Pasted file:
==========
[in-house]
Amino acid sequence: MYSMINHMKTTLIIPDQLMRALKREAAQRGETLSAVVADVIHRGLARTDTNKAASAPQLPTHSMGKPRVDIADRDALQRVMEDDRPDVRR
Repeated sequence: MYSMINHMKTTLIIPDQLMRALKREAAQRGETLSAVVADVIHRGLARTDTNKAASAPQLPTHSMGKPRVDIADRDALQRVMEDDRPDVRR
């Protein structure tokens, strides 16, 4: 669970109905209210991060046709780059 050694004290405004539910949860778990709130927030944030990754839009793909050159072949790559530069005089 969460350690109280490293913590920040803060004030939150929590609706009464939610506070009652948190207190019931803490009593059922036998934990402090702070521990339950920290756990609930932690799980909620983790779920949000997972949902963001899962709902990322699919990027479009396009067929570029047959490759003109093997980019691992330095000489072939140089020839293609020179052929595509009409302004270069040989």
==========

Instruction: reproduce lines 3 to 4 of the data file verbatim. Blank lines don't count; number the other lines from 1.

Repeated sequence: MYSMINHMKTTLIIPDQLMRALKREAAQRGETLSAVVADVIHRGLARTDTNKAASAPQLPTHSMGKPRVDIADRDALQRVMEDDRPDVRR
């Protein structure tokens, strides 16, 4: 669970109905209210991060046709780059 050694004290405004539910949860778990709130927030944030990754839009793909050159072949790559530069005089 969460350690109280490293913590920040803060004030939150929590609706009464939610506070009652948190207190019931803490009593059922036998934990402090702070521990339950920290756990609930932690799980909620983790779920949000997972949902963001899962709902990322699919990027479009396009067929570029047959490759003109093997980019691992330095000489072939140089020839293609020179052929595509009409302004270069040989």